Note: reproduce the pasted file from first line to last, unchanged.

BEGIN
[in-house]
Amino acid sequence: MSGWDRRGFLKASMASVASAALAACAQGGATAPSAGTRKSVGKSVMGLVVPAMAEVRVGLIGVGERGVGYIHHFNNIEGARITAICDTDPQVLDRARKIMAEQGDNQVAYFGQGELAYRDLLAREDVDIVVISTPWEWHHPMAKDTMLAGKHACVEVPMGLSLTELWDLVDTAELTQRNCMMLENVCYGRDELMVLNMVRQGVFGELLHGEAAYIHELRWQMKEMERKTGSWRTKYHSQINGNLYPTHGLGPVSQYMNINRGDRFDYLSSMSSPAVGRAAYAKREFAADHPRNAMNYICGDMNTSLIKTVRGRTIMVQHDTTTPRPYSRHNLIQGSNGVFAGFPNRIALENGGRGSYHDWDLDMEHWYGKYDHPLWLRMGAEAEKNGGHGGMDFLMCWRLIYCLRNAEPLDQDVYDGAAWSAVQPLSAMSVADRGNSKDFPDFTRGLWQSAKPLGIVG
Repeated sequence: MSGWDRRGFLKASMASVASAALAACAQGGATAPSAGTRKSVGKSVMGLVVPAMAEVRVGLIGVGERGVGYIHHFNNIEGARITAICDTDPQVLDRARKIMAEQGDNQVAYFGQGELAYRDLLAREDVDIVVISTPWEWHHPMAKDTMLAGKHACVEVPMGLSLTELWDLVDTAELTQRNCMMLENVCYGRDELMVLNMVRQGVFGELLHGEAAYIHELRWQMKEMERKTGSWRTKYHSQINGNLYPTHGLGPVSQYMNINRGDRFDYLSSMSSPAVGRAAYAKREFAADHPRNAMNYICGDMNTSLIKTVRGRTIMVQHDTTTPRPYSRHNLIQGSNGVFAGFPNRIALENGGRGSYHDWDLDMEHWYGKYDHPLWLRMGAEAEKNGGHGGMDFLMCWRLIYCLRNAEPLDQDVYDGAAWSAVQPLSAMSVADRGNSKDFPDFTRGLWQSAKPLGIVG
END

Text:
[in-house]
Amino acid sequence: MSGWDRRGFLKASMASVASAALAACAQGGATAPSAGTRKSVGKSVMGLVVPAMAEVRVGLIGVGERGVGYIHHFNNIEGARITAICDTDPQVLDRARKIMAEQGDNQVAYFGQGELAYRDLLAREDVDIVVISTPWEWHHPMAKDTMLAGKHACVEVPMGLSLTELWDLVDTAELTQRNCMMLENVCYGRDELMVLNMVRQGVFGELLHGEAAYIHELRWQMKEMERKTGSWRTKYHSQINGNLYPTHGLGPVSQYMNINRGDRFDYLSSMSSPAVGRAAYAKREFAADHPRNAMNYICGDMNTSLIKTVRGRTIMVQHDTTTPRPYSRHNLIQGSNGVFAGFPNRIALENGGRGSYHDWDLDMEHWYGKYDHPLWLRMGAEAEKNGGHGGMDFLMCWRLIYCLRNAEPLDQDVYDGAAWSAVQPLSAMSVADRGNSKDFPDFTRGLWQSAKPLGIVG
Repeated sequence: MSGWDRRGFLKASMASVASAALAACAQGGATAPSAGTRKSVGKSVMGLVVPAMAEVRVGLIGVGERGVGYIHHFNNIEGARITAICDTDPQVLDRARKIMAEQGDNQVAYFGQGELAYRDLLAREDVDIVVISTPWEWHHPMAKDTMLAGKHACVEVPMGLSLTELWDLVDTAELTQRNCMMLENVCYGRDELMVLNMVRQGVFGELLHGEAAYIHELRWQMKEMERKTGSWRTKYHSQINGNLYPTHGLGPVSQYMNINRGDRFDYLSSMSSPAVGRAAYAKREFAADHPRNAMNYICGDMNTSLIKTVRGRTIMVQHDTTTPRPYSRHNLIQGSNGVFAGFPNRIALENGGRGSYHDWDLDMEHWYGKYDHPLWLRMGAEAEKNGGHGGMDFLMCWRLIYCLRNAEPLDQDVYDGAAWSAVQPLSAMSVADRGNSKDFPDFTRGLWQSAKPLGIVG